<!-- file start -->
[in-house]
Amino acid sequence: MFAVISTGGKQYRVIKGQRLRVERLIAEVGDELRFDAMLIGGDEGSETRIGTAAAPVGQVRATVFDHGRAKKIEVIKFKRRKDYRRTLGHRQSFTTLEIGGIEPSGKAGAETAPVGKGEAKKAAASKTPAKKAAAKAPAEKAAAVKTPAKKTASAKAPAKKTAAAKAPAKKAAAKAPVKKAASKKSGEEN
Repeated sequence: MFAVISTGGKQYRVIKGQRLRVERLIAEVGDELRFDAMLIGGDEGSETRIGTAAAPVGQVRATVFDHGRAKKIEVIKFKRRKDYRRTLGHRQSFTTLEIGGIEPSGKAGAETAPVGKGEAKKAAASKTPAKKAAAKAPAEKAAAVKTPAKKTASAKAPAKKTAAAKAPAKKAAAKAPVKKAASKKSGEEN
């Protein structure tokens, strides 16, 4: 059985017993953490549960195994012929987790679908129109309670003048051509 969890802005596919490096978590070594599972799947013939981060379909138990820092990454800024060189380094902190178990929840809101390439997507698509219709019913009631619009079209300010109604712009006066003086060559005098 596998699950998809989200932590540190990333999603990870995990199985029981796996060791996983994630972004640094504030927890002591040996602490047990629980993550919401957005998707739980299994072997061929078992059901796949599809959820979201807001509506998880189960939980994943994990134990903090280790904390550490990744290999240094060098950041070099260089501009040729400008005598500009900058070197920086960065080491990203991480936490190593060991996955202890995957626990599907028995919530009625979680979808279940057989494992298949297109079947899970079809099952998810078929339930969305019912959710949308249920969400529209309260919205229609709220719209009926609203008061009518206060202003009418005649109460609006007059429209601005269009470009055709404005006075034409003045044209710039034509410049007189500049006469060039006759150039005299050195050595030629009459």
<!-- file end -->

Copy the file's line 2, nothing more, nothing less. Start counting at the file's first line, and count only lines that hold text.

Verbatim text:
Amino acid sequence: MFAVISTGGKQYRVIKGQRLRVERLIAEVGDELRFDAMLIGGDEGSETRIGTAAAPVGQVRATVFDHGRAKKIEVIKFKRRKDYRRTLGHRQSFTTLEIGGIEPSGKAGAETAPVGKGEAKKAAASKTPAKKAAAKAPAEKAAAVKTPAKKTASAKAPAKKTAAAKAPAKKAAAKAPVKKAASKKSGEEN